There was a viral Facebook post that appeared on February 2nd claiming student loan debt had been forgiven by President Biden. “My student loans are gone,” reads a Feb. 2nd Facebook post with hundreds of shares. “I love you Biden!”
The sentiment is probably appreciated but the news is premature. Biden has yet to issue an executive order on student loan debt. Many Democrats are urging the president to cancel $50,000 in debt with the stroke of a pen. But Biden says he would much rather involve Congress in the decision. And getting any kind of consensus on forgiving student loan debt is going to be very difficult.
Some student loan debtors have decided to have a “debt strike” and refuse to pay on their loans until Biden acts.
Fabares has now joined the Biden Jubilee 100, a group of 100 student loan borrowers who have stopped paying their debt. The Debt Collective, which calls itself “a union for debtors,” has organized the strike, hoping to pressure President Joe Biden to cancel the country’s entire outstanding student loan balance of $1.7 trillion.
“We’re going to win what we organize for,” said Thomas Gokey, co-founder of The Debt Collective.
The anticipation that Biden will act soon is driving the effort. Like the migrants lining up at the border ready and waiting for Biden’s amnesty, the student loan debtors are under the impression their loans will magically disappear once Biden takes action.
Is that really a good idea?
Critics of student loan forgiveness argue that it wouldn’t significantly stimulate the economy since college graduates tend to be higher earners who would likely redirect their monthly payments to savings rather than additional spending. Others say it would be unfair to those who’ve already paid off their student debt or never took out loans, and would send the message that it’s OK for people to ditch their debts.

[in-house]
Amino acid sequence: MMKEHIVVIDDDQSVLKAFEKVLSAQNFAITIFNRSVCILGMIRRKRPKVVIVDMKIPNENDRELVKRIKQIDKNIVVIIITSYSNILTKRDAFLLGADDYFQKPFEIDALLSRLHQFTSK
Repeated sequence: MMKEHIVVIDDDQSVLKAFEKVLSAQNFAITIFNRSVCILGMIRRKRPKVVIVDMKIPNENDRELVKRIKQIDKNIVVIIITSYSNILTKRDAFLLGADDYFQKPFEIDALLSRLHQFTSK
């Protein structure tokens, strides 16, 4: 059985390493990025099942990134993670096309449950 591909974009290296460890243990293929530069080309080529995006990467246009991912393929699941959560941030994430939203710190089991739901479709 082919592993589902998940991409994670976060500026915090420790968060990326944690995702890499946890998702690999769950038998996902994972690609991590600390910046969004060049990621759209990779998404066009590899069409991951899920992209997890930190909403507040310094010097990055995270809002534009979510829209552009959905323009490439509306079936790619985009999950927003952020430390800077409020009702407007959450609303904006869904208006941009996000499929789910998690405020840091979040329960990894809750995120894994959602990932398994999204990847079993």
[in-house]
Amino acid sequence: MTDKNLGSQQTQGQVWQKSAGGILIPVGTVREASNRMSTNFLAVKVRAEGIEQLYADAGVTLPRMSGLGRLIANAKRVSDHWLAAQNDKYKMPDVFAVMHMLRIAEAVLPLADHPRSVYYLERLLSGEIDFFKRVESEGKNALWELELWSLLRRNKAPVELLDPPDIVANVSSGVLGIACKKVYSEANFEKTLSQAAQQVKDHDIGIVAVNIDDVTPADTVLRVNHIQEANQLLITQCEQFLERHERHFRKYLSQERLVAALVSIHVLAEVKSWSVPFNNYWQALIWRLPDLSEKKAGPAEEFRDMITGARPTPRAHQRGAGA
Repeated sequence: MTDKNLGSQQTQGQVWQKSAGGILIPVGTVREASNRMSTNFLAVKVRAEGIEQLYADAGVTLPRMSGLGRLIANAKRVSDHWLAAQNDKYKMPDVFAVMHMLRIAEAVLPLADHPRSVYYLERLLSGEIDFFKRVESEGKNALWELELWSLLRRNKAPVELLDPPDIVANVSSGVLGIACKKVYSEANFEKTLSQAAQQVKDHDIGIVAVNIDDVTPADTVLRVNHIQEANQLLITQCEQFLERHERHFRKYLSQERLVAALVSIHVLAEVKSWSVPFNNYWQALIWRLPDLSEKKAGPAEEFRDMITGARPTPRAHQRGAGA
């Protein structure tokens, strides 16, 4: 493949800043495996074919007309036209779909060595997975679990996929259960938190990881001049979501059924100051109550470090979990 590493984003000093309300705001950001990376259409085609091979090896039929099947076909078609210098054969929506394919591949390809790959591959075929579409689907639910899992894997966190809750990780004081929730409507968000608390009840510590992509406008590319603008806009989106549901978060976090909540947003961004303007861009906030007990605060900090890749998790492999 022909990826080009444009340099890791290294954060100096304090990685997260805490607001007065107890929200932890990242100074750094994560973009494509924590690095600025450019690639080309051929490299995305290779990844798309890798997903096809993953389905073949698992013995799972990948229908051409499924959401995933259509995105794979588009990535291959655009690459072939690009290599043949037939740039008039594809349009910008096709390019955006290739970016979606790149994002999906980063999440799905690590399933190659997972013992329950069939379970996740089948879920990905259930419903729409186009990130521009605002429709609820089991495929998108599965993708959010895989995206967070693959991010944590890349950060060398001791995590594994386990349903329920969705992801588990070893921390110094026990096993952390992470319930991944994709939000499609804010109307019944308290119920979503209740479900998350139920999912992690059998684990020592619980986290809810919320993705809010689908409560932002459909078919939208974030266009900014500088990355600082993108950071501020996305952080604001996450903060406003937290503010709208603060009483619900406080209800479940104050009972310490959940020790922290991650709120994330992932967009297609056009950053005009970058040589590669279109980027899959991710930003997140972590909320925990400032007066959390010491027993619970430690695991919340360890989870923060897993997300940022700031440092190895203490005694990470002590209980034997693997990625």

But some borrowers think they’re being held to an unfair standard to be forced to pay off the money they borrowed.
Student loan borrowers are held to an unfair, punishing standard, Fabares said.
“Companies walk away from their debts due to bankruptcies and bailouts,” he said. “But we’re trapped in our debts.” (Student loans are hard, if not impossible, to discharge in bankruptcy.)
Because someone held a gun to their heads and forced them to borrow the money in the first place.
I realize that college today is massively more expensive than it was 45 years ago. And even advocates for higher education are coming around to the idea that a 4-year college is not for everyone. Not only is it unnecessary for many students, but taking out loans to pay for a college education with no thought of what kind of post-graduate employment would be needed to keep up with loan payments is irresponsible.
I’m not entirely against forgiving some students some of their debt. But debt forgiveness is tricky and unless safeguards are put in place, another $1.7 trillion in debt will build up in a few years and the same cries for relief will come from students who should have known better before burdening their futures with loan payments they could never afford.